Probing temperature fields with nanometer resolution is critical to understanding nanoscale thermal transport as well as heat dissipation in nanoscale devices. I demonstrated an atomic force microscope (AFM)-based technique capable of mapping temperature fields in metallic films with ∼10 mK temperature resolution and <100 nm spatial resolution [Sadat et al, App. Phys. Lett., 2010]. In this technique, a platinum-coated AFM cantilever is sequentially placed in soft mechanical contact with a metallic (gold) surface to create point contact thermocouples on a grid. The local temperature at each point contact is obtained by measuring the thermoelectric voltage of the platinum-gold point contact and relating it to the local temperature. The results of this study demonstrate a direct measurement of the temperature field of metallic surfaces without using specially fabricated scanning thermal microscopy probes.
Understanding the charge and energy transport properties of metal-molecule-metal junctions (MMMJs) is essential to the creation of molecular electronic, photovoltaic, and thermoelectric devices. On this way and before such devices can be created, it is necessary to answer several fundamental questions regarding the electronic structure of molecular junctions. We developed an experimental technique to concurrently measure Seebeck coefficient and current-voltage (I-V) characteristics of a molecular junction and identify the nature (electron or hole-dominated) and effective energetic separation of the molecular orbital closest to the electrodes’ Fermi level [Tan* & Sadat* et al, App. Phys. Lett., 2010]. Understanding transport properties of metal-molecule-metal junctions (MMMJs) helps to answer fundamental questions necessary for realizing molecular and organic devices. By placing a gold-coated atomic force microscope tip in contact with a monolayer of molecules assembled on a gold substrate, I measured their Seebeck coefficient and analyzed the (I-V) characteristics of the junction to estimate the separation between frontier orbital and Fermi levels. Further, we used this technique to perform a systematic study on the relation between the electronic structure of molecules and their thermoelectric properties [Tan, Balachandran & Sadat et al, JACS, 2011].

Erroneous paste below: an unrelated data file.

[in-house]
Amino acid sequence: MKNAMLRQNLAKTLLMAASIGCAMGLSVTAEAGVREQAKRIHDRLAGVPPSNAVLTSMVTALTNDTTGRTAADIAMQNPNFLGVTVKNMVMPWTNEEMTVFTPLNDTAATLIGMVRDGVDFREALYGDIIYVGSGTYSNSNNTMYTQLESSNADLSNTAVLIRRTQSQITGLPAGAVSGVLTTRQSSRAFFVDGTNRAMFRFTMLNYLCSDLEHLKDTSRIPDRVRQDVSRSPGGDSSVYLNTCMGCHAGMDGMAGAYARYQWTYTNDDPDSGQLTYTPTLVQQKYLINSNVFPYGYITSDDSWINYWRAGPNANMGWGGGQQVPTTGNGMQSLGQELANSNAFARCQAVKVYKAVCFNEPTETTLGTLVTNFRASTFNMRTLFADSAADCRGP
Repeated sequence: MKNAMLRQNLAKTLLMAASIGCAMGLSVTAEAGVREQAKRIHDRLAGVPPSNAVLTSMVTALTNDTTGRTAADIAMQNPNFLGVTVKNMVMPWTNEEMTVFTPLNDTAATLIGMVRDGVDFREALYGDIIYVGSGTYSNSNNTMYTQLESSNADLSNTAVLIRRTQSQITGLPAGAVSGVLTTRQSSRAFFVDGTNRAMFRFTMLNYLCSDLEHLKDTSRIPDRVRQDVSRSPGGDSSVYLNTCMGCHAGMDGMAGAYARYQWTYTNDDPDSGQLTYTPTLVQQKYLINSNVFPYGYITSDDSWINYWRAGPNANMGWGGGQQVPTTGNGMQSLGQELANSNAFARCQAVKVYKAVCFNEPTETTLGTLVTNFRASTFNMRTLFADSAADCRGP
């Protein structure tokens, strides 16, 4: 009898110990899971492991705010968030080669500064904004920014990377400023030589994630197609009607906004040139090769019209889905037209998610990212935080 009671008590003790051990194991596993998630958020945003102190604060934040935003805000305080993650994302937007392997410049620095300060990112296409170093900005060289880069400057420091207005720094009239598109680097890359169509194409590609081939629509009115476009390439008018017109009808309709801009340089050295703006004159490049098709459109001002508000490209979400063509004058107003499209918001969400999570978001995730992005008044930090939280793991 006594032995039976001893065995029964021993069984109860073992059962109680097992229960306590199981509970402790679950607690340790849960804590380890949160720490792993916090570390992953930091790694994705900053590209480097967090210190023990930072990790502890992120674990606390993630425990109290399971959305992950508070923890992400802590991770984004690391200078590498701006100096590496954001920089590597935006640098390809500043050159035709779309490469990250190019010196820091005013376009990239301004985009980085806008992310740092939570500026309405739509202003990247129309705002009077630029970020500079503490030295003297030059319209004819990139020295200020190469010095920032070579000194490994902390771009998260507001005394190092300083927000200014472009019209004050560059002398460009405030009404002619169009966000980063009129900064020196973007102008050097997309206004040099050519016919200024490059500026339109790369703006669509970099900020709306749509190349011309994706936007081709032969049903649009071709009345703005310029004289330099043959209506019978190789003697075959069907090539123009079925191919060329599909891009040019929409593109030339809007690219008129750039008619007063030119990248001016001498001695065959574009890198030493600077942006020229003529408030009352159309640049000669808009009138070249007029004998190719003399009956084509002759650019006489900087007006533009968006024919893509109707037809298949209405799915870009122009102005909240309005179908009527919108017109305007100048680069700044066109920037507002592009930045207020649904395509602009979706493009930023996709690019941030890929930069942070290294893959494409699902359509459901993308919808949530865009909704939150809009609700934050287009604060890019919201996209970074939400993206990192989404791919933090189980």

Research Directions

Research Portfolio


Experimental Study of Near-Field Radiative Heat Transfer

Ultra-High-Resolution Heat Flow Calorimetry for Micro/Nanoscale Studies

Nanoscale Thermometry Using Point Contact Thermocouples

Concurrent Study of Charge Transport and Thermopower in Metal-Molecule-Metal Junctions

Large Deflection Spiral-Shaped Micro-Mirror Actuator for Free Space Optical Switching

I developed a novel two-axis spiral-shaped micro-mirror manipulator suitable for free-space optical switching applications [Sadat et al., Journal of Microelectromechanical Systems, 2009; Sadat et al., Journal of Advanced Mechanical Design, Systems and Manufacturing, 2007]. This microfabricated device is actuated using electrostatic force operate based on a so called “zipping-effect”.

The interacting plates of the capacitor are comprised of two electrodes, one called fixed and the other moving electrode. The fixed electrode is realized using a metallic path, patterned on the substrate and the moving electrode is a spiral-shaped thin film silicon oxide beam. The two plates  are fabricated on two different chips which subsequently, were aligned and placed in proper orientation using a micro-manipulator system and fixed using adhesive.

The design utilizes the enhanced flexibility of the spiral-shaped electrode while keeping a small overall footprint of 600 μm × 600 μm for the assembled device. I modeled the device using a coupled electromechanical model and experimentally characterized its performance using a reflection measurement approach. A continuous rotational actuation of 17 has been achieved with an actuation voltage of 235 V.